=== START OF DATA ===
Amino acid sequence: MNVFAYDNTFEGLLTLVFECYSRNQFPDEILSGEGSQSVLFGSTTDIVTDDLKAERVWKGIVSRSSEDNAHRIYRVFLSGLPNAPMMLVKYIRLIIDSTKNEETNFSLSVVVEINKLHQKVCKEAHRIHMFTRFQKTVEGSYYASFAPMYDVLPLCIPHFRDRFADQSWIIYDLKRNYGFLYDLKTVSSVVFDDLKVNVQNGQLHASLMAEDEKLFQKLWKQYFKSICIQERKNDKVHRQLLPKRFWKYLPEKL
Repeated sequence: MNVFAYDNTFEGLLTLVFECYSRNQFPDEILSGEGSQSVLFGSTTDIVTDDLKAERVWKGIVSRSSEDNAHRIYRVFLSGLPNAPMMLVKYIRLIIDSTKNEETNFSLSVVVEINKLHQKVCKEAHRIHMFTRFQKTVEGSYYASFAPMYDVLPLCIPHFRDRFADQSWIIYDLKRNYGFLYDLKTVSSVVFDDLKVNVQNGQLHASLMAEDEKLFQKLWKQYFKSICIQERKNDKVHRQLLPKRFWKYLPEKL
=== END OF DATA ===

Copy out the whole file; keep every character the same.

Amino acid sequence: MNVFAYDNTFEGLLTLVFECYSRNQFPDEILSGEGSQSVLFGSTTDIVTDDLKAERVWKGIVSRSSEDNAHRIYRVFLSGLPNAPMMLVKYIRLIIDSTKNEETNFSLSVVVEINKLHQKVCKEAHRIHMFTRFQKTVEGSYYASFAPMYDVLPLCIPHFRDRFADQSWIIYDLKRNYGFLYDLKTVSSVVFDDLKVNVQNGQLHASLMAEDEKLFQKLWKQYFKSICIQERKNDKVHRQLLPKRFWKYLPEKL
Repeated sequence: MNVFAYDNTFEGLLTLVFECYSRNQFPDEILSGEGSQSVLFGSTTDIVTDDLKAERVWKGIVSRSSEDNAHRIYRVFLSGLPNAPMMLVKYIRLIIDSTKNEETNFSLSVVVEINKLHQKVCKEAHRIHMFTRFQKTVEGSYYASFAPMYDVLPLCIPHFRDRFADQSWIIYDLKRNYGFLYDLKTVSSVVFDDLKVNVQNGQLHASLMAEDEKLFQKLWKQYFKSICIQERKNDKVHRQLLPKRFWKYLPEKL